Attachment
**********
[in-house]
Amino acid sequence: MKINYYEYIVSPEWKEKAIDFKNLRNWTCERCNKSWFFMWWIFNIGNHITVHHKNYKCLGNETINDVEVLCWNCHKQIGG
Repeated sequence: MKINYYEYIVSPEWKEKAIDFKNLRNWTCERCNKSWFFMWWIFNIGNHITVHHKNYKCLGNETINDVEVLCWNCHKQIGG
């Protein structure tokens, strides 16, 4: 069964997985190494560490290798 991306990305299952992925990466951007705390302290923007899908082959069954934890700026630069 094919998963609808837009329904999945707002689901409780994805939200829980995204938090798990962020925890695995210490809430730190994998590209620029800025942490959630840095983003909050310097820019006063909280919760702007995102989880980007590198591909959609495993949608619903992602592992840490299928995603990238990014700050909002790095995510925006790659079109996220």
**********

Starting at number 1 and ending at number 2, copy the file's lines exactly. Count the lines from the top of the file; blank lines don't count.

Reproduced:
[in-house]
Amino acid sequence: MKINYYEYIVSPEWKEKAIDFKNLRNWTCERCNKSWFFMWWIFNIGNHITVHHKNYKCLGNETINDVEVLCWNCHKQIGG